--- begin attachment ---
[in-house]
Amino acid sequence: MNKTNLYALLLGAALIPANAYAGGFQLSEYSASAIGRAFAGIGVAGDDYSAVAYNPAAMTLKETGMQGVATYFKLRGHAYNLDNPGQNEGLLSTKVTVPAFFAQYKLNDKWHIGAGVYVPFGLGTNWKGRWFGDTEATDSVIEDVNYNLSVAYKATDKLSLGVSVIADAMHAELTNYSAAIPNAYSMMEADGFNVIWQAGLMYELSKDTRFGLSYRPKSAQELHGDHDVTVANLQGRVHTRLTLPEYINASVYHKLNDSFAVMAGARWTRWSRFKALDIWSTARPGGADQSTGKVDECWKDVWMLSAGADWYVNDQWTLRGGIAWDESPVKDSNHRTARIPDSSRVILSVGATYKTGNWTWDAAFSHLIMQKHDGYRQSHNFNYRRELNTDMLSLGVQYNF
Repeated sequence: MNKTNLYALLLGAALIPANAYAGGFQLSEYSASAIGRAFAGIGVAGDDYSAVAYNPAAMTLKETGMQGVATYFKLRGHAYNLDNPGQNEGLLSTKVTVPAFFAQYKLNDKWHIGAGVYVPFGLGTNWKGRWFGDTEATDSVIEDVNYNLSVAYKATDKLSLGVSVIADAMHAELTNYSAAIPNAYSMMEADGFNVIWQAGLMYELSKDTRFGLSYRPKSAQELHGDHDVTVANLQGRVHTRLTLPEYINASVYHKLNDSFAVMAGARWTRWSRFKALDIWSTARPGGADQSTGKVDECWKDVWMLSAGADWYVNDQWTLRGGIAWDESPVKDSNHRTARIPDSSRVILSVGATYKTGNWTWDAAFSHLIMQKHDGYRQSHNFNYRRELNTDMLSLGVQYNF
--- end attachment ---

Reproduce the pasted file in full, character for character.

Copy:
[in-house]
Amino acid sequence: MNKTNLYALLLGAALIPANAYAGGFQLSEYSASAIGRAFAGIGVAGDDYSAVAYNPAAMTLKETGMQGVATYFKLRGHAYNLDNPGQNEGLLSTKVTVPAFFAQYKLNDKWHIGAGVYVPFGLGTNWKGRWFGDTEATDSVIEDVNYNLSVAYKATDKLSLGVSVIADAMHAELTNYSAAIPNAYSMMEADGFNVIWQAGLMYELSKDTRFGLSYRPKSAQELHGDHDVTVANLQGRVHTRLTLPEYINASVYHKLNDSFAVMAGARWTRWSRFKALDIWSTARPGGADQSTGKVDECWKDVWMLSAGADWYVNDQWTLRGGIAWDESPVKDSNHRTARIPDSSRVILSVGATYKTGNWTWDAAFSHLIMQKHDGYRQSHNFNYRRELNTDMLSLGVQYNF
Repeated sequence: MNKTNLYALLLGAALIPANAYAGGFQLSEYSASAIGRAFAGIGVAGDDYSAVAYNPAAMTLKETGMQGVATYFKLRGHAYNLDNPGQNEGLLSTKVTVPAFFAQYKLNDKWHIGAGVYVPFGLGTNWKGRWFGDTEATDSVIEDVNYNLSVAYKATDKLSLGVSVIADAMHAELTNYSAAIPNAYSMMEADGFNVIWQAGLMYELSKDTRFGLSYRPKSAQELHGDHDVTVANLQGRVHTRLTLPEYINASVYHKLNDSFAVMAGARWTRWSRFKALDIWSTARPGGADQSTGKVDECWKDVWMLSAGADWYVNDQWTLRGGIAWDESPVKDSNHRTARIPDSSRVILSVGATYKTGNWTWDAAFSHLIMQKHDGYRQSHNFNYRRELNTDMLSLGVQYNF